Pasta Queen: It's certainly less thrilling. When I was losing weight I got to step on the scale every week and say, "Down another pound. Woo-hoo!" Now I step on the scale every week and say, "I weigh exactly the same. Woo-hoo?" And then there are weeks when I actually gain back a pound and have to lose it again, which seems like an awful type of do-over. The biggest challenge is to keep it interesting and to stay focused. I try to spice things up by trying new exercise classes and cooking new recipes. If I get bored or lazy, I know I'll gain the weight back again.
Cranky Fitness: What does it feel like to have a book you wrote published and out there on the shelves?
Pasta Queen: It's surreal. I've been anticipating this moment for over a year since I signed my contract, so it's odd to think it's finally happening. My mom is thrilled! She went to Barnes and Noble and put my book face out on the bookshelves.
Cranky Fitness: Congrats on the book coming out, and thanks for letting us be on the "tour!"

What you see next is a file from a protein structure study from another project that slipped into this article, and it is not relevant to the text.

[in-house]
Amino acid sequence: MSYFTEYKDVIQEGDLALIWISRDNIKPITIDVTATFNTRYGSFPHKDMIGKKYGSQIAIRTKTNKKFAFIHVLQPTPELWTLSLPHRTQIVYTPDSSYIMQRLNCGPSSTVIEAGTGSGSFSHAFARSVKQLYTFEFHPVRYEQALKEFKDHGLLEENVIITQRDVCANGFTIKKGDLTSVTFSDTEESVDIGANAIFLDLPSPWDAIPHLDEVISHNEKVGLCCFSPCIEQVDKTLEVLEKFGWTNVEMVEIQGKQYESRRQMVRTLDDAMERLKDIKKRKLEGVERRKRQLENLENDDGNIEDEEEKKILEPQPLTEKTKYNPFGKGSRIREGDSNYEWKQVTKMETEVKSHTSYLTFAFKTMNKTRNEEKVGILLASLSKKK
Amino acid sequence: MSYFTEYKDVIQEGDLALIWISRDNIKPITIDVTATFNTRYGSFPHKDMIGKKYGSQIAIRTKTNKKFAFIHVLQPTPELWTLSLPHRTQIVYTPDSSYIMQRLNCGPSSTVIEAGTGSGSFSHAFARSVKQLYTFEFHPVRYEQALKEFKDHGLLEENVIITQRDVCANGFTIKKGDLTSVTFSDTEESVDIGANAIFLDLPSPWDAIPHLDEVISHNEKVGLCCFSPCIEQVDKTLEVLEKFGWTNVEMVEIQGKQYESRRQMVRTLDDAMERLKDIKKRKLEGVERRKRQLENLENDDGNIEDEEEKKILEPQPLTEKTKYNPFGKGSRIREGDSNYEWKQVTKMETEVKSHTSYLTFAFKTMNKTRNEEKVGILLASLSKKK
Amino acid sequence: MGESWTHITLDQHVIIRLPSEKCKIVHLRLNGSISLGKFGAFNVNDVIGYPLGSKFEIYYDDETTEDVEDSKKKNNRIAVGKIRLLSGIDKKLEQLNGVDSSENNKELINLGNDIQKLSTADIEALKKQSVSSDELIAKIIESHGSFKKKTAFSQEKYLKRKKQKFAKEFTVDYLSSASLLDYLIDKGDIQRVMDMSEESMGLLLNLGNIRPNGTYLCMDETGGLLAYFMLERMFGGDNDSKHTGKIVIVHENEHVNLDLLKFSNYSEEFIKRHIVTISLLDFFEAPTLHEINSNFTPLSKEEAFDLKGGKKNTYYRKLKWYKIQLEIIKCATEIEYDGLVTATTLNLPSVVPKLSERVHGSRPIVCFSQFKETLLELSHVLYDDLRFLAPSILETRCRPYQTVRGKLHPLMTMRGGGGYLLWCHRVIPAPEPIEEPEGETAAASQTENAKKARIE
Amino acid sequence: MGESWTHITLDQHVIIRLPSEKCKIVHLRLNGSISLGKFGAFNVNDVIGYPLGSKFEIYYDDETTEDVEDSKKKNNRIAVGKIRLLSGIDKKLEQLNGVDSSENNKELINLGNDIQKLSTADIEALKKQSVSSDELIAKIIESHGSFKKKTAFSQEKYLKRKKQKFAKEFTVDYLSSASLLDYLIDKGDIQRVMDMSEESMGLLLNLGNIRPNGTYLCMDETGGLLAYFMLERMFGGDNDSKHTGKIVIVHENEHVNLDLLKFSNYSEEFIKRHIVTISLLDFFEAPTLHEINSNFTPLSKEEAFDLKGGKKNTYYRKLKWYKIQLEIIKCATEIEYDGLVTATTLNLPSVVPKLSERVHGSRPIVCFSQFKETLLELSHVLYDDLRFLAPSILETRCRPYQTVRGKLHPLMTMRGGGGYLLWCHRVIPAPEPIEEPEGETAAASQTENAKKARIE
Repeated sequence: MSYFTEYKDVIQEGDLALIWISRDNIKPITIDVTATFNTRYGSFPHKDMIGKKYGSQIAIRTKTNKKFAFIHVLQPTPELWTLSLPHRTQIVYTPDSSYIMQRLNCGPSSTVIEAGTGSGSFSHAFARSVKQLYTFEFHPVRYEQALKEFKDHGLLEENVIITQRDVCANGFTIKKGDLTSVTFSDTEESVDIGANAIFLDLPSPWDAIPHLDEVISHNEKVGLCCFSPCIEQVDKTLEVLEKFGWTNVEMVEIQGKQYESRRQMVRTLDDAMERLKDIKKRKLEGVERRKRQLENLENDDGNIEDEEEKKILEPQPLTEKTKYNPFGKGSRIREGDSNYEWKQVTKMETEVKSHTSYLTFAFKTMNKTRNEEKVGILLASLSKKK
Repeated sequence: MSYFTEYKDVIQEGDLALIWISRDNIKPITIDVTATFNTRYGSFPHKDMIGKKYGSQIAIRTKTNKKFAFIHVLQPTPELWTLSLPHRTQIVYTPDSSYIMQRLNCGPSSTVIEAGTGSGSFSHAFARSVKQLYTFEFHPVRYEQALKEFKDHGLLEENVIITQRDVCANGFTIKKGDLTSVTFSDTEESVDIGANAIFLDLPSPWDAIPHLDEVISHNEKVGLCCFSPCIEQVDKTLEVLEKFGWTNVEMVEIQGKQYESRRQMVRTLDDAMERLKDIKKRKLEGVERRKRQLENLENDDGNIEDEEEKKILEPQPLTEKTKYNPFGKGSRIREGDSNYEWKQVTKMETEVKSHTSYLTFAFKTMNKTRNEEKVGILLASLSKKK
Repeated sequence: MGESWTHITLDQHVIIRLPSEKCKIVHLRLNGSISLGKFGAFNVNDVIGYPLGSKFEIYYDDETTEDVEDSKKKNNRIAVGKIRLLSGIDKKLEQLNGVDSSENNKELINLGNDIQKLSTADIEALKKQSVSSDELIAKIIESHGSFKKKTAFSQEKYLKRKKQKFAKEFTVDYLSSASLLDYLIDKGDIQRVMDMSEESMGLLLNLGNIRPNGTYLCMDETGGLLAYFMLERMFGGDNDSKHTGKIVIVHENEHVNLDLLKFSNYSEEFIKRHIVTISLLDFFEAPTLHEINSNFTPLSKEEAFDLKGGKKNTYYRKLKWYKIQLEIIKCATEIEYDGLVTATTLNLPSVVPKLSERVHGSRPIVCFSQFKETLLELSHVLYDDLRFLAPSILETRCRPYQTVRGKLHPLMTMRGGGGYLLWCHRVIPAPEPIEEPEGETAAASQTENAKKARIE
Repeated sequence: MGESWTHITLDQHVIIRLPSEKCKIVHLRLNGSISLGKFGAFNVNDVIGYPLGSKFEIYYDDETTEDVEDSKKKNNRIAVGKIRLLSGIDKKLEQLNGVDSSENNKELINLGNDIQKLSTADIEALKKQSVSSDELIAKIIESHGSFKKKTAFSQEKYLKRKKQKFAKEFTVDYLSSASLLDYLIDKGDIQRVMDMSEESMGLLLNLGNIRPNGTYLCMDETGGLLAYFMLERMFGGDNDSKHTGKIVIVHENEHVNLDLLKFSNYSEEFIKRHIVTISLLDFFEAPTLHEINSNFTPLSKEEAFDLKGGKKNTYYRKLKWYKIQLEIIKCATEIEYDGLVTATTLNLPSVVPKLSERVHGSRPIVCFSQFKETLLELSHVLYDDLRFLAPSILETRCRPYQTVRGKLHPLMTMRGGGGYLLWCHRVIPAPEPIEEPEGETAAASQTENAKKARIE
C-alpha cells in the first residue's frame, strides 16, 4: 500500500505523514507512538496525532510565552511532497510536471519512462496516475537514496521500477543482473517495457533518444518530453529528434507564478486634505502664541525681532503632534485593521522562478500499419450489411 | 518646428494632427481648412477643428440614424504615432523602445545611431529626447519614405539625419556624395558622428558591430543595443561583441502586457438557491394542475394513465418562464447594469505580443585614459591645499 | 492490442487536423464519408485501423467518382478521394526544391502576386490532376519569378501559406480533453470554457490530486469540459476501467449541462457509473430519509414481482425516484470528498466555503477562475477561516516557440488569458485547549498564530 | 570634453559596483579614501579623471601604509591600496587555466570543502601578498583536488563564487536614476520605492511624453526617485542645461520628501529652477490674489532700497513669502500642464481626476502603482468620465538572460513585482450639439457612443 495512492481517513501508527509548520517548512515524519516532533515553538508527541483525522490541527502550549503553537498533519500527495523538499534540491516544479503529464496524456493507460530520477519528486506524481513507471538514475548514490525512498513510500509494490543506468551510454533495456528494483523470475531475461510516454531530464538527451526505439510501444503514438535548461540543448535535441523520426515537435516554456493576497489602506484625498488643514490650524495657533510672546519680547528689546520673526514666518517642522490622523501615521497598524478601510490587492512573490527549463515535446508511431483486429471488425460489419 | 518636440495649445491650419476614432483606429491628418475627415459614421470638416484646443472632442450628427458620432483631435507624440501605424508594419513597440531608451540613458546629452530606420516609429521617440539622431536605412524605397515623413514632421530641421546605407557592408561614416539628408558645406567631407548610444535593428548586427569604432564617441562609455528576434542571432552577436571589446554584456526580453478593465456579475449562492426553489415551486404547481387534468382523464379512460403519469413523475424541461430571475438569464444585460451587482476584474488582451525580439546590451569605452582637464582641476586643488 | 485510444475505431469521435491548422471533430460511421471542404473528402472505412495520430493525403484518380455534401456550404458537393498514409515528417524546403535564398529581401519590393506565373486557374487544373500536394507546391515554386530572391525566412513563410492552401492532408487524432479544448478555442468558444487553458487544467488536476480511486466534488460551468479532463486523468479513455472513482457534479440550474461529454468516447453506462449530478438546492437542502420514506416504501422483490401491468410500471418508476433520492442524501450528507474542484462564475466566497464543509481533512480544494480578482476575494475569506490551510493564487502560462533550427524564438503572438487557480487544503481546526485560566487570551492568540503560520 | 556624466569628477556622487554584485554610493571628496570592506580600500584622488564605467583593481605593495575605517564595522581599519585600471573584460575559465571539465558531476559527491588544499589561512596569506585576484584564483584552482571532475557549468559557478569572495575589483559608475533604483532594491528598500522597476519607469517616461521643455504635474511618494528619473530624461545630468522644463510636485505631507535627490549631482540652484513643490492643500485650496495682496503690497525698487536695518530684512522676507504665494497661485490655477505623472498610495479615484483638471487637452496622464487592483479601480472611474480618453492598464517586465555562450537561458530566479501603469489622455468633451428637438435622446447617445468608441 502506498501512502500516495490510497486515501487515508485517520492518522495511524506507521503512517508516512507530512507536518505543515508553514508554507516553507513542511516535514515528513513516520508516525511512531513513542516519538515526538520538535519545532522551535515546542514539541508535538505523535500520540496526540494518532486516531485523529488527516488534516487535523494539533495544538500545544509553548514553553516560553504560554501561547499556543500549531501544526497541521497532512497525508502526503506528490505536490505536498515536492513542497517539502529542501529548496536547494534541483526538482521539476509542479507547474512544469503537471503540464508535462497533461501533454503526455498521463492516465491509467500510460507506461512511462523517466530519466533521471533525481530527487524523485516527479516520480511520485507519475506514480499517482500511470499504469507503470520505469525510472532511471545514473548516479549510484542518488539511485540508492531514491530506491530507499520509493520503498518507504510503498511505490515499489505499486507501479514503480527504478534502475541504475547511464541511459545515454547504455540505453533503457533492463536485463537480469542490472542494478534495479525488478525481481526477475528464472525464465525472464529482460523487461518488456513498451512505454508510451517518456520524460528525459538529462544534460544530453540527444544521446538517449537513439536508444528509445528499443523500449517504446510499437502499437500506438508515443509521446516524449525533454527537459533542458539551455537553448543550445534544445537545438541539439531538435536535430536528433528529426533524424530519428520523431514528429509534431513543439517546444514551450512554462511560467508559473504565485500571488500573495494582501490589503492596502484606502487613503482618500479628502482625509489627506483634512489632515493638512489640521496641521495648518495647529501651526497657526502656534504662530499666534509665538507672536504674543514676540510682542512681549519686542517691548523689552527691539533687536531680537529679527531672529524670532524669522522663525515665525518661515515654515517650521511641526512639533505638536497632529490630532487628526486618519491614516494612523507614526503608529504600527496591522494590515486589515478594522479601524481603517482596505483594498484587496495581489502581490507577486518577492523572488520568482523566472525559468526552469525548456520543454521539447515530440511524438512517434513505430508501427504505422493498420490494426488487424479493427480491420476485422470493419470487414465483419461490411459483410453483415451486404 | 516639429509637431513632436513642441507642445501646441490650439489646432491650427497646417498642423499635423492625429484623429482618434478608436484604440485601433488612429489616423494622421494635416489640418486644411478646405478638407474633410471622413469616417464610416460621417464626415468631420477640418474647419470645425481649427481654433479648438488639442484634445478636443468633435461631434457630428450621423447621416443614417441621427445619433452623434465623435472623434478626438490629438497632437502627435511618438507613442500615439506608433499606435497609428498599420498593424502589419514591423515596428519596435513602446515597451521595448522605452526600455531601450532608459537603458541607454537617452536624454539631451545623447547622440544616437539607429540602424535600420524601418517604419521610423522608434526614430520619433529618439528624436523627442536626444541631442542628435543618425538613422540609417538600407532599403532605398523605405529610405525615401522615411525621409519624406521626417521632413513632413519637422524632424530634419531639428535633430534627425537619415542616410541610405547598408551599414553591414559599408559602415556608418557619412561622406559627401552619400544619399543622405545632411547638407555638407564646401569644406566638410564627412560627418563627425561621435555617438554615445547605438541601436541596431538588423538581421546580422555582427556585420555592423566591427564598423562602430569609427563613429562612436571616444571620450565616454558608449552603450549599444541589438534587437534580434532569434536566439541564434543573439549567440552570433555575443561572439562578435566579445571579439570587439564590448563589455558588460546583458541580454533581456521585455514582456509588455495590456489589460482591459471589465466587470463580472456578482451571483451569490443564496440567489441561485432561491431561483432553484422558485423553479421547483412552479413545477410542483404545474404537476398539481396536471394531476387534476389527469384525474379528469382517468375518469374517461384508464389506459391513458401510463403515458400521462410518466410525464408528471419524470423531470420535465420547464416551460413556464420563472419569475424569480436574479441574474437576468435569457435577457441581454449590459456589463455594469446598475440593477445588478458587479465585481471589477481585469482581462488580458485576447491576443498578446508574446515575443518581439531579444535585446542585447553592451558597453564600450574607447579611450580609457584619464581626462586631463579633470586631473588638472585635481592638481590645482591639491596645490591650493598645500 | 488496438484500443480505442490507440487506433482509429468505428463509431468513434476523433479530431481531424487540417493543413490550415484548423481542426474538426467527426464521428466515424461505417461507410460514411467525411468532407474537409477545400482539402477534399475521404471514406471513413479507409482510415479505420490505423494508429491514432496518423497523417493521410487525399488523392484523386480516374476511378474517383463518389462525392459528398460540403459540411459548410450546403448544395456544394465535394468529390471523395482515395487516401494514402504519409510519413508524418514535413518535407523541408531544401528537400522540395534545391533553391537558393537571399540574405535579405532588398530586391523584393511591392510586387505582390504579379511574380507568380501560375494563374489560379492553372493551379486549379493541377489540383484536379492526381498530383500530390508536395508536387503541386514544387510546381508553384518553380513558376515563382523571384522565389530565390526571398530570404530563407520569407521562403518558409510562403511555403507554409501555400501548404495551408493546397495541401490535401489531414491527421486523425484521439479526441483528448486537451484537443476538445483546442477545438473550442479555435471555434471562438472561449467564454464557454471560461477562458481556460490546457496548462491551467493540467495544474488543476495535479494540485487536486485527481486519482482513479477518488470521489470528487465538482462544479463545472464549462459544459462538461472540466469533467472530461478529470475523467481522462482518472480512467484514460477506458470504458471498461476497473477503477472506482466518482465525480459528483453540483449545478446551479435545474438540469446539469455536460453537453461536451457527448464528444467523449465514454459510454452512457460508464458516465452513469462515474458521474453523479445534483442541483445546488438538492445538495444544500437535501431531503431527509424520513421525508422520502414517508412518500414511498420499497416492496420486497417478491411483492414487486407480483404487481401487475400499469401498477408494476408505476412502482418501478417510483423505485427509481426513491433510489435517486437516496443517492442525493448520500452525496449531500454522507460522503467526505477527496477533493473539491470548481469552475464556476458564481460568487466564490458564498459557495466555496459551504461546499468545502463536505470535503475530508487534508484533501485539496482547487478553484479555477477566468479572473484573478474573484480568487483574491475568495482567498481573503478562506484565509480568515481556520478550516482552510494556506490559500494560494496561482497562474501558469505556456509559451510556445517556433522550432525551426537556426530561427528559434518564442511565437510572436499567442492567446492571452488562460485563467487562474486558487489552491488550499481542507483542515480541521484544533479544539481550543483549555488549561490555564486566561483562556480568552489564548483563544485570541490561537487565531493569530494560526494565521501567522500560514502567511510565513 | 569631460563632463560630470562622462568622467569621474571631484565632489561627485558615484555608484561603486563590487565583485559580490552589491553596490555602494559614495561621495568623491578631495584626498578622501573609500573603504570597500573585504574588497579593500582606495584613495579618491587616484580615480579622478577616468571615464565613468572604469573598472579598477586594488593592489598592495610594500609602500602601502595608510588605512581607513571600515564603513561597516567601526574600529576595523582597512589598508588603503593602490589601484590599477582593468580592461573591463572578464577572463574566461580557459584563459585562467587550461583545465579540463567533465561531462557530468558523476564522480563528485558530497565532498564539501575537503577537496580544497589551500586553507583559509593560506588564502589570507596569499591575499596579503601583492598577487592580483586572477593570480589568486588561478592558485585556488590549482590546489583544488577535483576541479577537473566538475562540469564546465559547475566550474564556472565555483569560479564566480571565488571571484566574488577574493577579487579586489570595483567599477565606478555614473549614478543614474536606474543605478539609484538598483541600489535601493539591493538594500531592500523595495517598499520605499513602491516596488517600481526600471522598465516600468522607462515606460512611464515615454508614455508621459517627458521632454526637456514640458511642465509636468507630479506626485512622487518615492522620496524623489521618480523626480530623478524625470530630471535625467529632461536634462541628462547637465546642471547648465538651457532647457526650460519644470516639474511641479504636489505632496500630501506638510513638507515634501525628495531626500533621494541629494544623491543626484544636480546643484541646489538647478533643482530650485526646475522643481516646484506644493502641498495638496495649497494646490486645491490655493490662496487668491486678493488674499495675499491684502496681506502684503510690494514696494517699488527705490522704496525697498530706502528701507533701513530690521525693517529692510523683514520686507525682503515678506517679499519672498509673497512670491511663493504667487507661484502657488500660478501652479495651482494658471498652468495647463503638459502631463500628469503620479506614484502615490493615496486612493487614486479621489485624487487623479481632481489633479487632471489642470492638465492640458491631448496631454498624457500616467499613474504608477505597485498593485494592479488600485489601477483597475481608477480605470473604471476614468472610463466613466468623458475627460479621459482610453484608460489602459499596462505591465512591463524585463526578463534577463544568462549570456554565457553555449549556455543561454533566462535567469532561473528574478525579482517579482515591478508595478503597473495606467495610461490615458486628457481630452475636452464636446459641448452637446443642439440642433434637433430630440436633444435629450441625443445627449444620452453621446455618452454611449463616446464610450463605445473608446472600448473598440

The Magical Secret to Weight Loss
Imagine that you have just bought Half-assed: a weight-loss memoir and found within its pages a magical secret that will whisk away all your excess poundage and leave you svelte, scintillating, and successful. All women will envy you. All men will desire you. You will ride off into the sunset in your new convertible.
Yeah, it sounded good to me too.
I think that's what some people expect from Jennette Fulda, a.k.a. Pasta Queen. The woman lost almost 200 pounds, half her body weight, and everyone wants to know The Secret. Was it surgery? Willpower? A marvelous new diet? Little blue happy pills?
It is greatly to her credit that Jennette does not mention in the book the name of the particular diet she followed. The emphasis is not on one diet over another. She didn’t use weight-loss surgery or diet pills. Neither does she put much credence in losing weight through willpower. Willpower came in handy for short bursts in the grocery store, accelerating quickly past the cookies while heading toward the fruit and vegetables, but willpower didn't make the pounds melt away. What worked was creating healthy habits, retraining herself to eat healthily and exercise.